What Causes Cradle Cap in Adults? And How do You Treat it
Cradle cap is a skin condition prevalent amongst infants but can also occur in adults. While it’s usually referred to as cradle cap in babies, it’s often known as dandruff or seborrhoeic dermatitis in adults. Seborrhoeic dermatitis is a general term comprising a variety of skin conditions, such as psoriasis, dandruff, cradle cap, and other types of eczema. Although it might have a different name amongst adults, its symptoms and treatments are similar to those in infants.
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What is the cause of Cradle Cap?
Scientists are yet to define the exact cause of cradle cap in grownups. However, it is allegedly linked to stress, genetics, and hormonal changes. For instance, the hormonal changes that happen during menopause or pregnancy can increase the production of oil on the scalp. Subsequently, the increased oil production results in clogged hair follicles.
Stress also plays a role in the development of cradle in grownups. Whenever you have stress, your body releases stress hormones that may affect the skin and cause the development of scaly patches on the scalp. Genetics may also make you develop a cradle cap. Studies show that infants with cradle cap usually have a family member with conditions like eczema. Suppose someone in your family has had a cradle cap. In that case, there are high chances you might develop it.
How to treat Cradle Cap
The good news is that this condition is treatable. Here are some steps you can take to alleviate cradle cap:
Use dandruff shampoos
When treating cradle cap in adults, your physician might recommend using home remedies before switching to medical treatment, especially if your condition is mild. In most cases, the doctor may suggest using over-the-counter (OTC) dandruff shampoos with essential ingredients like coal tar, salicylic acid, zinc pyrithione, or selenium sulfide to relieve itching and reduce flaking.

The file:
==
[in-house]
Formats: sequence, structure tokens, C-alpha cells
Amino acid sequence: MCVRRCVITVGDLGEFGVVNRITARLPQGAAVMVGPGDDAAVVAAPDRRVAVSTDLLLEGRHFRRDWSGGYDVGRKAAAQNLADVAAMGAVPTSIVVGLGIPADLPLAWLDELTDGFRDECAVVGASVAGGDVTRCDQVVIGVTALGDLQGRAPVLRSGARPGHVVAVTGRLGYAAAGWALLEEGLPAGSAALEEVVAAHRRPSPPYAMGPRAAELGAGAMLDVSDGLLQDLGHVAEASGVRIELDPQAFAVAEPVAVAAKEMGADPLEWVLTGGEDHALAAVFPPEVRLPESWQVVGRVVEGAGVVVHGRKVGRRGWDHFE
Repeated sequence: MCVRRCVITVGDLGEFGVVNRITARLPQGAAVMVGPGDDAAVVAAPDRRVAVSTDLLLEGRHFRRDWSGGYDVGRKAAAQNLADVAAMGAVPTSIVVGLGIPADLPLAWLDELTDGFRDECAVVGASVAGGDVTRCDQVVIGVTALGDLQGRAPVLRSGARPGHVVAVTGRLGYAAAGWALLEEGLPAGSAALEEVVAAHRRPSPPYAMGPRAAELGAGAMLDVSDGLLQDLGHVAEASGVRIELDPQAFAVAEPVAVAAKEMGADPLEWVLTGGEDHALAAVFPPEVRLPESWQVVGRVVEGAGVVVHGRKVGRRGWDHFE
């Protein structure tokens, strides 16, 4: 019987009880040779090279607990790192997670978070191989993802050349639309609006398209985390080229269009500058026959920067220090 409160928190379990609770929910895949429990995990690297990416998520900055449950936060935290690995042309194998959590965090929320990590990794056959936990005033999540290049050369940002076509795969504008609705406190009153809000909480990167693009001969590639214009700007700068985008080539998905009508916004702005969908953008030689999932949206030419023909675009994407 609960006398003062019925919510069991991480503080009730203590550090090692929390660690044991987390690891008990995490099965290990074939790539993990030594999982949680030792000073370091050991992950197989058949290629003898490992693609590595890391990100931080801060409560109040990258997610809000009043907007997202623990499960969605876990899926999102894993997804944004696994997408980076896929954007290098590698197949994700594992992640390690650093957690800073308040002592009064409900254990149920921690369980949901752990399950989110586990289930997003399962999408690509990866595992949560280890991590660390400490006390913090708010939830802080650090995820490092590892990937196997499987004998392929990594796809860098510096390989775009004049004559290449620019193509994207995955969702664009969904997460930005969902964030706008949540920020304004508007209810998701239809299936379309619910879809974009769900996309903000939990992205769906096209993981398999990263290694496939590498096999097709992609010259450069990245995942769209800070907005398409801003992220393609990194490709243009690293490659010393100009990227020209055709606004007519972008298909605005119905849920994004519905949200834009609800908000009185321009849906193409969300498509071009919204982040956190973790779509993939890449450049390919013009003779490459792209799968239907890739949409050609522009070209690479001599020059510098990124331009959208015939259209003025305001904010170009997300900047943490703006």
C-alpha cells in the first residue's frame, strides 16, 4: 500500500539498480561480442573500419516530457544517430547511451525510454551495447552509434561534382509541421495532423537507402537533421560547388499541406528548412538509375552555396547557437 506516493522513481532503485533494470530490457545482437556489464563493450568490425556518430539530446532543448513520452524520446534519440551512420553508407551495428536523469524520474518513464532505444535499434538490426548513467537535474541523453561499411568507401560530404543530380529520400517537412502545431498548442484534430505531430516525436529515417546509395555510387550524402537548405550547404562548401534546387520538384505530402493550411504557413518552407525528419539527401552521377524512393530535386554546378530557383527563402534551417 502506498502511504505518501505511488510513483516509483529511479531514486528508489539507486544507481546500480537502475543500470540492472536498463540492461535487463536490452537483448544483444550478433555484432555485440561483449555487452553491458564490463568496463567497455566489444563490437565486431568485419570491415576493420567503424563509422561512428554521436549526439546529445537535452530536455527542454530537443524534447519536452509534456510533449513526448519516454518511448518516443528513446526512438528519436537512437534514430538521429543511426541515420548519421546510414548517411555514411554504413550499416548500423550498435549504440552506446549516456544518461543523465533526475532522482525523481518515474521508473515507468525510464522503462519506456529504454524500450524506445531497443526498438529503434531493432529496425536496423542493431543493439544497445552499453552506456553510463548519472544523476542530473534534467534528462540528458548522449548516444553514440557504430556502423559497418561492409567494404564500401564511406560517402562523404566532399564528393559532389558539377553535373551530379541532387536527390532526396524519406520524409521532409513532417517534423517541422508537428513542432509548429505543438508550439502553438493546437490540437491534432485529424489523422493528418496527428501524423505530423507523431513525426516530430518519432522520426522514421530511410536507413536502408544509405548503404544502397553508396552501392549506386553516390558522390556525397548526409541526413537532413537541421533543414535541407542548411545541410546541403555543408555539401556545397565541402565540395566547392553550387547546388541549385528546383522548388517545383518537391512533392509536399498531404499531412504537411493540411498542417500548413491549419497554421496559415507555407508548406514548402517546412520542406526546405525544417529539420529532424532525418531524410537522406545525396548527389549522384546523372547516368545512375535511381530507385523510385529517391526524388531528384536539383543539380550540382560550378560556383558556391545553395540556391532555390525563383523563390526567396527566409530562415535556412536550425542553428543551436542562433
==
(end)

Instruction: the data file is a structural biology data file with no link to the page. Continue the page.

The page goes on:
It is recommended to follow the guidelines on the bottle when using shampoo. Apply the shampoo thoroughly on the hair, let it sit for a few minutes, and rinse it off fully. Once the symptoms are under control, you can consider using the shampoo two to three times weekly. Alternating between several types of dandruff shampoos each week can improve their efficiency.
Manage your environment
To lower the likelihood of adult cradle cap, it’s essential to maintain overall health and manage stress levels. Engaging in outdoor activities to get sun exposure provided you wear a safe sunscreen, can help keep the condition in check. Plus, adjusting your diet and being mindful of how weather impacts your skin can significantly control the cradle cap. However, it would be best to remember that these changes are easier said than done.
Apply coconut oil
Coconut oil is rich in medium-chain fatty acids such as capric acid and lauric acid, which gives it a solid antimicrobial, antiviral, and antifungal property. Applying it to your skin can help alleviate the amount of microbes, fungi, and yeast that may cause excessive oiliness, irritation, and dryness.
You can apply coconut oil straight to your flaky scalp or use a shampoo with beneficial oil. However, you should note that applying it to your scalp may lead to oily hair. To prevent this, let the oil sit on the scalp for at least 30 minutes before washing the hair.
Apply essential oils
To enhance the benefits of coconut oil, dermatologists recommend that you use it in conjunction with calming essential oils like tea tree, lemongrass, cedarwood, lavender, and rosemary. Tea tree, in particular, is proven to help lessen seborrheic dermatitis. If possible, consider using a shampoo with tea tree oil.
In summary, cradle cap is a skin condition that can affect both adults and newborns. Scaly patches on the scalp characterize it, and medics believe that various factors like stress, genetics, and hormonal changes cause it. Although the exact cause of the condition is yet to be well understood, you can use oils, medicated creams, and the tips mentioned above to treat it. Please consult an experienced dermatologist if your cradle cap is persistent or severe for further treatment options and advice.